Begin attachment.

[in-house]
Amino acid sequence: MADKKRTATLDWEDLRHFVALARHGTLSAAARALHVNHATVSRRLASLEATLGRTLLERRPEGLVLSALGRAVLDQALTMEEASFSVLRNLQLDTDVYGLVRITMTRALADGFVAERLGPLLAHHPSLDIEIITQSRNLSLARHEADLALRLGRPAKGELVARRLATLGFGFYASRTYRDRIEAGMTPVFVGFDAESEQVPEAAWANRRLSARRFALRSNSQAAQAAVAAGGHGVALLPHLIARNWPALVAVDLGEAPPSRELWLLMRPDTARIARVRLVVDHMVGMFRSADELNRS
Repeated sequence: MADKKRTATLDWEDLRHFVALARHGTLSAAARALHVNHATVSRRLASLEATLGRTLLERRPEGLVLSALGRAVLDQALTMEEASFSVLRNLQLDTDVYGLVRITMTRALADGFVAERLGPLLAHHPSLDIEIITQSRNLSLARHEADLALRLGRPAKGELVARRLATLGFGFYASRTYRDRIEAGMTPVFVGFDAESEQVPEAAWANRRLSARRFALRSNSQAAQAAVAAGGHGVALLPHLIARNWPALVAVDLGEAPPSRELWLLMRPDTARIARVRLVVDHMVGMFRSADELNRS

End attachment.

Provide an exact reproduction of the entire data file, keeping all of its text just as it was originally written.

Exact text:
[in-house]
Amino acid sequence: MADKKRTATLDWEDLRHFVALARHGTLSAAARALHVNHATVSRRLASLEATLGRTLLERRPEGLVLSALGRAVLDQALTMEEASFSVLRNLQLDTDVYGLVRITMTRALADGFVAERLGPLLAHHPSLDIEIITQSRNLSLARHEADLALRLGRPAKGELVARRLATLGFGFYASRTYRDRIEAGMTPVFVGFDAESEQVPEAAWANRRLSARRFALRSNSQAAQAAVAAGGHGVALLPHLIARNWPALVAVDLGEAPPSRELWLLMRPDTARIARVRLVVDHMVGMFRSADELNRS
Repeated sequence: MADKKRTATLDWEDLRHFVALARHGTLSAAARALHVNHATVSRRLASLEATLGRTLLERRPEGLVLSALGRAVLDQALTMEEASFSVLRNLQLDTDVYGLVRITMTRALADGFVAERLGPLLAHHPSLDIEIITQSRNLSLARHEADLALRLGRPAKGELVARRLATLGFGFYASRTYRDRIEAGMTPVFVGFDAESEQVPEAAWANRRLSARRFALRSNSQAAQAAVAAGGHGVALLPHLIARNWPALVAVDLGEAPPSRELWLLMRPDTARIARVRLVVDHMVGMFRSADELNRS